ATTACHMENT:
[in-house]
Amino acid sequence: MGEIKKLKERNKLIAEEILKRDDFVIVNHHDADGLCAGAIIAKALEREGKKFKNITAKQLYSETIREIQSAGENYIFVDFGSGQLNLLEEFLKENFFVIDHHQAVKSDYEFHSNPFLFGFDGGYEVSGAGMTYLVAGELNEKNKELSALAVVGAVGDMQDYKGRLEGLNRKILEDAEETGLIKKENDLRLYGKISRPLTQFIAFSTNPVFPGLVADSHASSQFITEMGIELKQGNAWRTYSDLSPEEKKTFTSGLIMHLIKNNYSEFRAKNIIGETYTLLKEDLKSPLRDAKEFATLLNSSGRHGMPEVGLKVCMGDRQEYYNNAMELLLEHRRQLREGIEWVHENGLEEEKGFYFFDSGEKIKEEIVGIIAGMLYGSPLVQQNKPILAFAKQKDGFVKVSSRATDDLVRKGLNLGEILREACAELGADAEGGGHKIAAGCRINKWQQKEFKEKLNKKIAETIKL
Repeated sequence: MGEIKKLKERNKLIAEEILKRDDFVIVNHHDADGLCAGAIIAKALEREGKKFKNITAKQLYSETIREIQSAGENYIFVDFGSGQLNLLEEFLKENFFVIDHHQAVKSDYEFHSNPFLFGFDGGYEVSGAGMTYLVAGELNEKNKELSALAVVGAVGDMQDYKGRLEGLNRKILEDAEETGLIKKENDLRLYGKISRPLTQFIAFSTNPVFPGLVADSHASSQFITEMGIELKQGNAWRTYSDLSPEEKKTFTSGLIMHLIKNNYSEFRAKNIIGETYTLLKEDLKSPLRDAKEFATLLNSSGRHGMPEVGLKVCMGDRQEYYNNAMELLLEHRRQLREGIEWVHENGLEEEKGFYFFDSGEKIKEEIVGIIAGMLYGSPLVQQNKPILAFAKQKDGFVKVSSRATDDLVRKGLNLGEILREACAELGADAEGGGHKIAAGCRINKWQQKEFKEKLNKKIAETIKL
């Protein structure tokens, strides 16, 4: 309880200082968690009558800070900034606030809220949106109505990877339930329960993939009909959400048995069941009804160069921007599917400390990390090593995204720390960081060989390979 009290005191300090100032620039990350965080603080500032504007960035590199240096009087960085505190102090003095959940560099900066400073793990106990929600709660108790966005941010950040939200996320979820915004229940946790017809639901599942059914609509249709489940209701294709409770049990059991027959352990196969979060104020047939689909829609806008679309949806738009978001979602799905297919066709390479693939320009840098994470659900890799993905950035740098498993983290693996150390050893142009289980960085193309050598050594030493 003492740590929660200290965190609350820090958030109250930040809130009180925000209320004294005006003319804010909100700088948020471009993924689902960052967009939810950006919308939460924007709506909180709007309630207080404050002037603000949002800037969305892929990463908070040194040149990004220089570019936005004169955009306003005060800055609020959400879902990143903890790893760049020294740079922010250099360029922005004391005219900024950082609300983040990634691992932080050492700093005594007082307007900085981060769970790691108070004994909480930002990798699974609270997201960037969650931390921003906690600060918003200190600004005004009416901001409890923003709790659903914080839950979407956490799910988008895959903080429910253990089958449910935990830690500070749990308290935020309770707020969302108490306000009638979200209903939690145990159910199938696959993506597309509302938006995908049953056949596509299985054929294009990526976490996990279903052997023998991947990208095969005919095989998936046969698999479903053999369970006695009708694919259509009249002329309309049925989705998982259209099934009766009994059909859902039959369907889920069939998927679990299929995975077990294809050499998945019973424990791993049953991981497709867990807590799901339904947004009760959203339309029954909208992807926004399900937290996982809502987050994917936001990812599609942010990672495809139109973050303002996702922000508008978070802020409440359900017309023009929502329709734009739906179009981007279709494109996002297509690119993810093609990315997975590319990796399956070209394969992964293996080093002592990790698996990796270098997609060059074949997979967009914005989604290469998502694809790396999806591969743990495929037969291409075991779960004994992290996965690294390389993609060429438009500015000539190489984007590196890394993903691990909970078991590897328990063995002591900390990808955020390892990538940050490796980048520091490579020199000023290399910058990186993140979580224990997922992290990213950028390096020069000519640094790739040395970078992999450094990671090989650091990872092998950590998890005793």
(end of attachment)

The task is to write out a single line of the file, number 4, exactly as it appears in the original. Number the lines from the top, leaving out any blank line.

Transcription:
């Protein structure tokens, strides 16, 4: 309880200082968690009558800070900034606030809220949106109505990877339930329960993939009909959400048995069941009804160069921007599917400390990390090593995204720390960081060989390979 009290005191300090100032620039990350965080603080500032504007960035590199240096009087960085505190102090003095959940560099900066400073793990106990929600709660108790966005941010950040939200996320979820915004229940946790017809639901599942059914609509249709489940209701294709409770049990059991027959352990196969979060104020047939689909829609806008679309949806738009978001979602799905297919066709390479693939320009840098994470659900890799993905950035740098498993983290693996150390050893142009289980960085193309050598050594030493 003492740590929660200290965190609350820090958030109250930040809130009180925000209320004294005006003319804010909100700088948020471009993924689902960052967009939810950006919308939460924007709506909180709007309630207080404050002037603000949002800037969305892929990463908070040194040149990004220089570019936005004169955009306003005060800055609020959400879902990143903890790893760049020294740079922010250099360029922005004391005219900024950082609300983040990634691992932080050492700093005594007082307007900085981060769970790691108070004994909480930002990798699974609270997201960037969650931390921003906690600060918003200190600004005004009416901001409890923003709790659903914080839950979407956490799910988008895959903080429910253990089958449910935990830690500070749990308290935020309770707020969302108490306000009638979200209903939690145990159910199938696959993506597309509302938006995908049953056949596509299985054929294009990526976490996990279903052997023998991947990208095969005919095989998936046969698999479903053999369970006695009708694919259509009249002329309309049925989705998982259209099934009766009994059909859902039959369907889920069939998927679990299929995975077990294809050499998945019973424990791993049953991981497709867990807590799901339904947004009760959203339309029954909208992807926004399900937290996982809502987050994917936001990812599609942010990672495809139109973050303002996702922000508008978070802020409440359900017309023009929502329709734009739906179009981007279709494109996002297509690119993810093609990315997975590319990796399956070209394969992964293996080093002592990790698996990796270098997609060059074949997979967009914005989604290469998502694809790396999806591969743990495929037969291409075991779960004994992290996965690294390389993609060429438009500015000539190489984007590196890394993903691990909970078991590897328990063995002591900390990808955020390892990538940050490796980048520091490579020199000023290399910058990186993140979580224990997922992290990213950028390096020069000519640094790739040395970078992999450094990671090989650091990872092998950590998890005793």